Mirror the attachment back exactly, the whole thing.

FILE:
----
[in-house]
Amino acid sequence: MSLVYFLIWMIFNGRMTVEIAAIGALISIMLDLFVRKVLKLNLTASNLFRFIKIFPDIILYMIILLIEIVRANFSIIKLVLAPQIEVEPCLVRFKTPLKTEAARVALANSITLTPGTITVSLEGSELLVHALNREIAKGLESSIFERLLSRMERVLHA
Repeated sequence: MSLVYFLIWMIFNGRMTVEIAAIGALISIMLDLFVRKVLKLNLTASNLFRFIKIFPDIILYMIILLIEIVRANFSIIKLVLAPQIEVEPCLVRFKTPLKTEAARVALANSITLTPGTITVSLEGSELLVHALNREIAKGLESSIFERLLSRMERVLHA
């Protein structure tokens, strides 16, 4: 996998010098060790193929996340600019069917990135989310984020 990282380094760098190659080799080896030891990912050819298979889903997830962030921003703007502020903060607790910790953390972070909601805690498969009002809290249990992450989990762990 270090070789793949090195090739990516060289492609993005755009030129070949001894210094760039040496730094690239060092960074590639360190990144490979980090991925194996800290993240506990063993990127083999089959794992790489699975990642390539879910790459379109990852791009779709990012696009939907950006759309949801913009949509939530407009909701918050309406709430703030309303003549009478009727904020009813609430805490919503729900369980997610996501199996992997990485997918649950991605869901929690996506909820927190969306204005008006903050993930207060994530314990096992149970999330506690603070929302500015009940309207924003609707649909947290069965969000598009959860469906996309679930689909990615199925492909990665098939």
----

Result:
[in-house]
Amino acid sequence: MSLVYFLIWMIFNGRMTVEIAAIGALISIMLDLFVRKVLKLNLTASNLFRFIKIFPDIILYMIILLIEIVRANFSIIKLVLAPQIEVEPCLVRFKTPLKTEAARVALANSITLTPGTITVSLEGSELLVHALNREIAKGLESSIFERLLSRMERVLHA
Repeated sequence: MSLVYFLIWMIFNGRMTVEIAAIGALISIMLDLFVRKVLKLNLTASNLFRFIKIFPDIILYMIILLIEIVRANFSIIKLVLAPQIEVEPCLVRFKTPLKTEAARVALANSITLTPGTITVSLEGSELLVHALNREIAKGLESSIFERLLSRMERVLHA
């Protein structure tokens, strides 16, 4: 996998010098060790193929996340600019069917990135989310984020 990282380094760098190659080799080896030891990912050819298979889903997830962030921003703007502020903060607790910790953390972070909601805690498969009002809290249990992450989990762990 270090070789793949090195090739990516060289492609993005755009030129070949001894210094760039040496730094690239060092960074590639360190990144490979980090991925194996800290993240506990063993990127083999089959794992790489699975990642390539879910790459379109990852791009779709990012696009939907950006759309949801913009949509939530407009909701918050309406709430703030309303003549009478009727904020009813609430805490919503729900369980997610996501199996992997990485997918649950991605869901929690996506909820927190969306204005008006903050993930207060994530314990096992149970999330506690603070929302500015009940309207924003609707649909947290069965969000598009959860469906996309679930689909990615199925492909990665098939």